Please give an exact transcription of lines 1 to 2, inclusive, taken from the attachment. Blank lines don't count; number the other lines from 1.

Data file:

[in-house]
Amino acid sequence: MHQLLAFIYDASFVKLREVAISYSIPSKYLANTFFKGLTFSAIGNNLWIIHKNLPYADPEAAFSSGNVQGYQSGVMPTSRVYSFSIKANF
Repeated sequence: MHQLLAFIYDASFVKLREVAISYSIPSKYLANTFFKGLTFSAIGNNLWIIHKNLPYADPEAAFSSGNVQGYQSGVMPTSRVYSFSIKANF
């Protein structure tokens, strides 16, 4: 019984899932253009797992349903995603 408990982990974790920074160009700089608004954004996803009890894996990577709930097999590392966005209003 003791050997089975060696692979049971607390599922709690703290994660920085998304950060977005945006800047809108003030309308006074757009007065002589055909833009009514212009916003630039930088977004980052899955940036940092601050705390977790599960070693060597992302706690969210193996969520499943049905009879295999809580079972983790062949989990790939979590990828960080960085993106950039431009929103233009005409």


[in-house]
Amino acid sequence: MHQLLAFIYDASFVKLREVAISYSIPSKYLANTFFKGLTFSAIGNNLWIIHKNLPYADPEAAFSSGNVQGYQSGVMPTSRVYSFSIKANF